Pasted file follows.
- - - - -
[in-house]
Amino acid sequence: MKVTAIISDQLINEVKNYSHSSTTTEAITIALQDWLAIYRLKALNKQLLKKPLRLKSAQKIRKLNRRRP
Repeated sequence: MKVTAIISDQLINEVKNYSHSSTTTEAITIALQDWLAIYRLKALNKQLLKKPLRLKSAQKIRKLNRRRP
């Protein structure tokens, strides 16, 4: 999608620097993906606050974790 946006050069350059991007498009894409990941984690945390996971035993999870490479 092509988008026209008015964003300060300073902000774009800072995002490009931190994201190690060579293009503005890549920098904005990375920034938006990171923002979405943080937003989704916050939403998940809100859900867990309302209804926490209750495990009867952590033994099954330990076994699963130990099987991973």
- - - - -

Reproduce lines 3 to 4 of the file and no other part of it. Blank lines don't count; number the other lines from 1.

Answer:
Repeated sequence: MKVTAIISDQLINEVKNYSHSSTTTEAITIALQDWLAIYRLKALNKQLLKKPLRLKSAQKIRKLNRRRP
């Protein structure tokens, strides 16, 4: 999608620097993906606050974790 946006050069350059991007498009894409990941984690945390996971035993999870490479 092509988008026209008015964003300060300073902000774009800072995002490009931190994201190690060579293009503005890549920098904005990375920034938006990171923002979405943080937003989704916050939403998940809100859900867990309302209804926490209750495990009867952590033994099954330990076994699963130990099987991973």